A while back, I came across this post: Pre-wedding session. The blog says,
We are completely obsessed with the idea of a pre-wedding session. Not only do you get do a test run with your hair and makeup, make sure your dress is exactly right, but you also get to have some incredibly gorgeous photos captured of you and your love. All this without the stress of the wedding day.
We recommend bringing items that you want photographed, your invites, wedding shoes, or any keepsake you want captured. We love the idea of having a bouquet made for the session as well, to add that extra pretty element in all your photos.
This post has been bouncing around in my head for a while, and now that the wedding day is starting to take shape, I have been thinking about it even more. I could not disagree with it more. Having a pre-wedding shoot pretty much goes against everything I believe in, at least when it comes to weddings.
I hope that my wedding looks nice. I don’t really care if it is beautiful, perfect stylized or “blog-worthy.” I know Steve will look nice, and I’ll hopefully look pretty (although I’m pretty committed to looking normal, too). When I was looking for a photographer, I didn’t choose one based on her recording our fabulousness. I chose one based on her capturing our wedding. How it looks, but also, how it feels.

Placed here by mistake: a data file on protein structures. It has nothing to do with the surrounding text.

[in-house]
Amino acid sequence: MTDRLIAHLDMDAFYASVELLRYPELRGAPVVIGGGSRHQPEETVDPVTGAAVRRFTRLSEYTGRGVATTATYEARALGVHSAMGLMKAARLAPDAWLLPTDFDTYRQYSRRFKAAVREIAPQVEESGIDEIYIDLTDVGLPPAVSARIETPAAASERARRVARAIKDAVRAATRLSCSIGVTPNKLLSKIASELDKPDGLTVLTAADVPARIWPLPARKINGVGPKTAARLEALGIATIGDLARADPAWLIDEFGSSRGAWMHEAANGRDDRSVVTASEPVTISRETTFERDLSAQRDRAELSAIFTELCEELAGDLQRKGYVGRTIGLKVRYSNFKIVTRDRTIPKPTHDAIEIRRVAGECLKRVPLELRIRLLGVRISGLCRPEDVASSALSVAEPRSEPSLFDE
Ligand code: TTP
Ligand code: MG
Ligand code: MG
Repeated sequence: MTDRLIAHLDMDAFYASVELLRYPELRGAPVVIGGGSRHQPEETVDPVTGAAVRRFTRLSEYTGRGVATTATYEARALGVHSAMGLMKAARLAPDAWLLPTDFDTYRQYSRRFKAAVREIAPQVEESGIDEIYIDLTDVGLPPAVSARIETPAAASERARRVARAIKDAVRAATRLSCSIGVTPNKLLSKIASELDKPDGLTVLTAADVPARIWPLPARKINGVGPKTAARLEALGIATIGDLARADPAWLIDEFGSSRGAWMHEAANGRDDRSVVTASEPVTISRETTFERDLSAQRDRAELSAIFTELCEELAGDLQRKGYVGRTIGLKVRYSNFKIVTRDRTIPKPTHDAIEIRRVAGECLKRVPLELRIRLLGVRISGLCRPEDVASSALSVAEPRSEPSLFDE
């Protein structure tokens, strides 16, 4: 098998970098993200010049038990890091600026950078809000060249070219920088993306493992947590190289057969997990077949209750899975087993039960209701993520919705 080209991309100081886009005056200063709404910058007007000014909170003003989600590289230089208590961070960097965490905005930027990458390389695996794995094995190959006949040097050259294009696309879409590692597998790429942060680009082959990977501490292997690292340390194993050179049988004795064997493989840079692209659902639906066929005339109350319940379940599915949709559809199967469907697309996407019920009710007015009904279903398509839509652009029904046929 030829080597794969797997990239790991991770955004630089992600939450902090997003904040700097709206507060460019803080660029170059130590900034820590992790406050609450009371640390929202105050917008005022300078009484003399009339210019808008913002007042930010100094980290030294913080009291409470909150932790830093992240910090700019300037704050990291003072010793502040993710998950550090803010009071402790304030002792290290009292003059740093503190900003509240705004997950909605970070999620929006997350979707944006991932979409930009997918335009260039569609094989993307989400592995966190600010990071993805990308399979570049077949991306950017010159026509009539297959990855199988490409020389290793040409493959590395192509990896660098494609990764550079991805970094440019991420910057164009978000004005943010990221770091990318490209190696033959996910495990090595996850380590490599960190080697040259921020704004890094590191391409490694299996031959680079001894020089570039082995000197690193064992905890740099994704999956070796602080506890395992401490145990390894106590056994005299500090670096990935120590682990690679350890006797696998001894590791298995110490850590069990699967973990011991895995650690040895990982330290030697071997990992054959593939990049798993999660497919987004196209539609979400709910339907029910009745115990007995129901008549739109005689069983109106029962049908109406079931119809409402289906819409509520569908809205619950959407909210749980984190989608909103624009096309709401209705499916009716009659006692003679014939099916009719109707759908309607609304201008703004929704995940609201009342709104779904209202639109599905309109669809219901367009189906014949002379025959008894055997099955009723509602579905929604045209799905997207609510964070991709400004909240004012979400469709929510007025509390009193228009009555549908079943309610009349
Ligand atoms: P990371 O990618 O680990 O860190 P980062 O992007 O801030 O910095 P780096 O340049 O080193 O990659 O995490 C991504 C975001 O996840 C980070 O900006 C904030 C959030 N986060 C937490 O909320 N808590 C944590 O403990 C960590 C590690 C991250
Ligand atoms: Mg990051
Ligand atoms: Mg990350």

Dressing up in our wedding clothes, with a bouquet, with hair and makeup done, on the day before our wedding doesn’t mean anything. Pictures of us at the wedding, feeling the emotions (and hopefully, joy) of the day, connecting with friends and family—that’s what I want to see in our photos. We are not models in everyday life, and I definitely don’t want to be models at our wedding day.
This has come up especially when I’m thinking about first look photos. Steve really hates posing for photos, and I really hate contrived moments. We are not good actors, and we like to just get on with things. We will see each before the ceremony for several reasons (Jewish wedding, pictures beforehand), and I would like pictures of that time, but I just want us to act naturally. I learned from our engagement session that our photographer is really good at capturing those kinds of moment without making it look or feel contrived, so I’m not worried about it all.
I guess what it comes down to is this: for me, a wedding is an experience, not a diorama. Treating a wedding like a photoshoot by taking pictures the day before misses the point of the whole thing. Who cares what we look like? I want to see what we felt like.